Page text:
2.1.1 A Written Scheme of Investigation (WSI) (Wessex Archaeology, 2009) set
out the aims and objectives, strategy and methodology by which Wessex
Archaeology would implement the archaeological test pitting. In format and
content it conformed with current best practice and to the guidance outlined
in Management of Archaeological Projects (English Heritage 1999),
Management of Research Projects in the Historic Environment (MoRPHE),
English Heritage (2006) and the Institute for Archaeologists Standards and
Guidance for Archaeological Field Evaluation (as amended 2008). The WSI
was submitted to and approved by the DAC Archaeological Advisor prior to
the start of the fieldwork.
2.2 Aims and scope
2.2.1 The archaeological test pitting aimed to:
x clarify the presence/absence and extent of any buried archaeological
remains within the Site that may be disturbed by development.

x identify, within the constraints of the evaluation, the date, character,


condition and depth of any surviving remains within the Site.

x assess the degree of existing impacts to sub-surface horizons and


document the extent of archaeological survival of buried deposits.

3 METHODS

3.1 Fieldwork programme

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St Marys Church,
Archaeological Test Pit Evaluation

3.1.1 The archaeological evaluation comprised the excavation of five hand-dug


1m x 1m test pits within the area of proposed works (Figure 1).
3.2 Fieldwork

3.2.1 The test pit locations were agreed prior to the commencement of the work
and the floor boards and joists lifted to permit access to the underlying
deposits.
3.2.2 All excavation was undertaken by hand to the top of archaeological
structures (burial vaults) or to 0.50m below ground level, which constitute
the lowest formation levels that might be required by the proposed
development.
3.2.3 Spoil was examined and scanned for artefacts during the process of
excavation.
3.2.4 Each test pit was then cleaned by hand and recorded. Where appropriate, a
representative section of deposits through each test pit from ground surface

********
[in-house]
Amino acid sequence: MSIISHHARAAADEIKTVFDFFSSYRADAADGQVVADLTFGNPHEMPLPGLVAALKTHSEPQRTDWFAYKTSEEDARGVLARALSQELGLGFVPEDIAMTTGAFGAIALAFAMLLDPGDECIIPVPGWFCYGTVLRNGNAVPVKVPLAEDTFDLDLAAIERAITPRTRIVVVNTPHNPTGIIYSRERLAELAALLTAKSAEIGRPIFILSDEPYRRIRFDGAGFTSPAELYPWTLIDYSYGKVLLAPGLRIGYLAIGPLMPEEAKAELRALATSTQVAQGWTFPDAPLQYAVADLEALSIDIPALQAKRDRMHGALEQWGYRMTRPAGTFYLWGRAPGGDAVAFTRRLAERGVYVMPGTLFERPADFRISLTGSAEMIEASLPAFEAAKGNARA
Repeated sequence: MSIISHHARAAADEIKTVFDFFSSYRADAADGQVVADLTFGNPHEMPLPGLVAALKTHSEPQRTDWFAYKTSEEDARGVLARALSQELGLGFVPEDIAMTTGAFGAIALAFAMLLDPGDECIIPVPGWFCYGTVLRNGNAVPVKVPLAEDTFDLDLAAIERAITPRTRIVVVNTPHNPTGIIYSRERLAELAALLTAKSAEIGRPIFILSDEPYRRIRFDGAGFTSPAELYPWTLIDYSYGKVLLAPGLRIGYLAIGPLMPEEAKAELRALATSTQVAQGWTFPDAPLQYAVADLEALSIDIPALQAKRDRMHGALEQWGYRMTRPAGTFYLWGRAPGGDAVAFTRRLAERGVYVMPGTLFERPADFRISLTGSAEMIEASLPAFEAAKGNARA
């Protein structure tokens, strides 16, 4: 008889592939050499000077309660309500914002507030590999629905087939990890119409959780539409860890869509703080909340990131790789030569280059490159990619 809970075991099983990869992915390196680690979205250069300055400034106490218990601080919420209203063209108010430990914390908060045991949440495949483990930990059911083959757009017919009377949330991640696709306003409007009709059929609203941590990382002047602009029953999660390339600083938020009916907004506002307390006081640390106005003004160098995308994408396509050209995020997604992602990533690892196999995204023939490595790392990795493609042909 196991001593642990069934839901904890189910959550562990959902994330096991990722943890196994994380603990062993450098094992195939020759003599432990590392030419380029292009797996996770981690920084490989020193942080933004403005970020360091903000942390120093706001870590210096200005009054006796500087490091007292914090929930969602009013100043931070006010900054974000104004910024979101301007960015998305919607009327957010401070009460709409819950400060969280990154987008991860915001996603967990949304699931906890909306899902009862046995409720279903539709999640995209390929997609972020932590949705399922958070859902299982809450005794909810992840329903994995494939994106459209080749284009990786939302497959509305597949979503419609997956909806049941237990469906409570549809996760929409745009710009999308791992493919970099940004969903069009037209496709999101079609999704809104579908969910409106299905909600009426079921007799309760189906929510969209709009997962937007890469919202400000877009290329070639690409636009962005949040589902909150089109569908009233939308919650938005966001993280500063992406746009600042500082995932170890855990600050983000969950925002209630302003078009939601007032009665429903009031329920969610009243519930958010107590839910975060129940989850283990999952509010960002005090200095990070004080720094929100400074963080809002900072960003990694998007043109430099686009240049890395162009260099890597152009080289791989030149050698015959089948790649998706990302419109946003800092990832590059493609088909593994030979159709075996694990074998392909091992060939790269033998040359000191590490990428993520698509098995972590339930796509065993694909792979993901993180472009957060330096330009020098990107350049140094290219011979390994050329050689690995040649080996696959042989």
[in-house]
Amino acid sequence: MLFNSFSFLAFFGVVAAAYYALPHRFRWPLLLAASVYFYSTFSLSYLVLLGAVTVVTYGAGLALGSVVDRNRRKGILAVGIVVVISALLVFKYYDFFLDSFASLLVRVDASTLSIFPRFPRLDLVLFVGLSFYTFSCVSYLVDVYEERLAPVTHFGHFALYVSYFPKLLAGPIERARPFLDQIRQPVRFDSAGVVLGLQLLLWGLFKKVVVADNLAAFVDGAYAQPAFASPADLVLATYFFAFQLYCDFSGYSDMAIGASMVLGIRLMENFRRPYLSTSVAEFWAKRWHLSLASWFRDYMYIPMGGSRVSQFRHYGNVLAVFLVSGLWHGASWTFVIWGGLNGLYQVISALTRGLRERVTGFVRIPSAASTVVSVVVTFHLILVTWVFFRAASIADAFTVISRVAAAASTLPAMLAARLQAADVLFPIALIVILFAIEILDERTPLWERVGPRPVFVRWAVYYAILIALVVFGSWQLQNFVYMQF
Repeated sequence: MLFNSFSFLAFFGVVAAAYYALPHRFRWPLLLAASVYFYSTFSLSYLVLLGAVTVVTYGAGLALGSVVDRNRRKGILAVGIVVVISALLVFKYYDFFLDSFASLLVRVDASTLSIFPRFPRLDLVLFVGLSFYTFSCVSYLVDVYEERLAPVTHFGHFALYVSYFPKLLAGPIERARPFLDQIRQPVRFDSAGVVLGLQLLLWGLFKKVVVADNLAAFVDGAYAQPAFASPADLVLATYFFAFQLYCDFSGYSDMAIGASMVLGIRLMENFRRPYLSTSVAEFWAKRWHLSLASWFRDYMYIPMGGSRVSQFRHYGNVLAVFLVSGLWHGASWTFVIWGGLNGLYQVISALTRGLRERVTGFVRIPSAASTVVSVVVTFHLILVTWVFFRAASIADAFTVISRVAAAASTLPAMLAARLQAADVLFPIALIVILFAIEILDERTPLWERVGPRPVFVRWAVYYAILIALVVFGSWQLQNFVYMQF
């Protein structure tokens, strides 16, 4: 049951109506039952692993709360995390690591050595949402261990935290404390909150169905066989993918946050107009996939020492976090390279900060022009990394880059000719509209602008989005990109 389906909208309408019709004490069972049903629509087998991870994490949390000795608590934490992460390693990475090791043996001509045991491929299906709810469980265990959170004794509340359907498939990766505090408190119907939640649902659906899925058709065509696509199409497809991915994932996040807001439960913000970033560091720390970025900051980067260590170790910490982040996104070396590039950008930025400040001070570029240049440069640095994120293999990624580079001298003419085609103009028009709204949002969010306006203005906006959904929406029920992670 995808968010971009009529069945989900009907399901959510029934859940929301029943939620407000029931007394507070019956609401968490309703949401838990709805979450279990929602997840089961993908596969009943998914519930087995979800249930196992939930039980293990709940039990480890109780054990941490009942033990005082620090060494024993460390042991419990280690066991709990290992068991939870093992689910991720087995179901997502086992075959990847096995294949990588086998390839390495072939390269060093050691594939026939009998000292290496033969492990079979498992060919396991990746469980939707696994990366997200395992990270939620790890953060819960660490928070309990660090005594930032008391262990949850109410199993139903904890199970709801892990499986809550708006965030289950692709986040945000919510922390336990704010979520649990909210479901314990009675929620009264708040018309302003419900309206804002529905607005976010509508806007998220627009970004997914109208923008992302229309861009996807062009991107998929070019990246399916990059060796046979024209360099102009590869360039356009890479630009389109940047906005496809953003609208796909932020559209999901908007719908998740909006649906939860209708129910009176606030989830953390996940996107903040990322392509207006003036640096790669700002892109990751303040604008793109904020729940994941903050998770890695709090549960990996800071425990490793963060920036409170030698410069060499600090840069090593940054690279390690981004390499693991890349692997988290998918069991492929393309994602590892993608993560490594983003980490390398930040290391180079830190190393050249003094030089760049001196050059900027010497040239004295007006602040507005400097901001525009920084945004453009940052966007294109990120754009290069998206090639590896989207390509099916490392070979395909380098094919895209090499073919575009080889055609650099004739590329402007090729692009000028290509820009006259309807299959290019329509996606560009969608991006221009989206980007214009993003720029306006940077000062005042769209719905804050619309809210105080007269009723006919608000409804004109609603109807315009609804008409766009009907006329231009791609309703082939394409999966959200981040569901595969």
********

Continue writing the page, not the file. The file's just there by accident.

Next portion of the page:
to the top of the base of the test pit or natural geology was described and
drawn.
3.3 Recording

3.3.1 All recording was undertaken using Wessex Archaeology's pro forma
recording sheets and recording system.
3.3.2 A complete drawn record of excavated and archaeological features and
deposits was compiled. This included both plans and sections, drawn to
appropriate scales (1:20 for plans, 1:10 for sections). The Ordnance Datum
(OD) height of all principal features and levels was calculated and
plans/sections annotated with OD heights, not only for the completion of the
archaeological archive, but also to assist in the design of the proposed work.
3.3.3 The test pits were located according to the positions detailed in the WSI and
the floor boards cut and lifted by the Church Warden in advance of the work
commencing.
3.3.4 A full digital photographic record was maintained to record deposits,
sections and general site working. This part of the archive recorded both the
detail and the general context of the principal features excavated and the
Site as a whole.
3.4 Reinstatement

3.4.1 Once the test pits had been excavated, recorded and inspected to the
satisfaction of the DAC Archaeological Advisor they were backfilled with the
spoil and capped with the Victorian brick rubble, to ensure comprehensive
reinstatement of the under-floor levels.

4 FINDS AND ENVIRONMENTAL SAMPLING

4.1 Finds

4.1.1 All artefacts, apart from redeposited fragments of disarticulated human


bone, from excavated contexts were retained. Contingencies were put in
place to allow for environmental sampling should deposits of sufficient merit
be discovered.

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4.2 Human Remains

4.2.1 Apart from isolated fragments of redeposited human bone no in situ


inhumation burials were disturbed or exposed. Disarticulated skeletal
fragments were collected during the excavation but were reinterred in the
appropriate test pit before it was backfilled.

5 RESULTS

5.1 Results
5.1.1 All test pits were capped by a very compact, cemented deposit of angular
brick demolition rubble partially set in a binding matrix of lime mortar. This
deposit averaged 0.15-0.20m thick and provided a foundation base on which
the joists of the present wooden floor boards were set. This phase of work is
thought most likely to date from the late 19th century refurbishment of the
building.

5.1.2 There were no surviving medieval or post-medieval floor surfaces beneath


the present floor. All earlier floors appear to have been removed during the
17th or 19th century refurbishments.

5.1.3 The foundation deposit lay directly over undifferentiated grey silty clay loam
with mixed sub angular chalk lumps, up to 30mm long, but generally nearer
10mm. This deposit represented a reworked grave fill that was largely
homogeneous, although it varied in compactness according to the location
of the underlying intrusive graves. It was present in the north part of Test Pit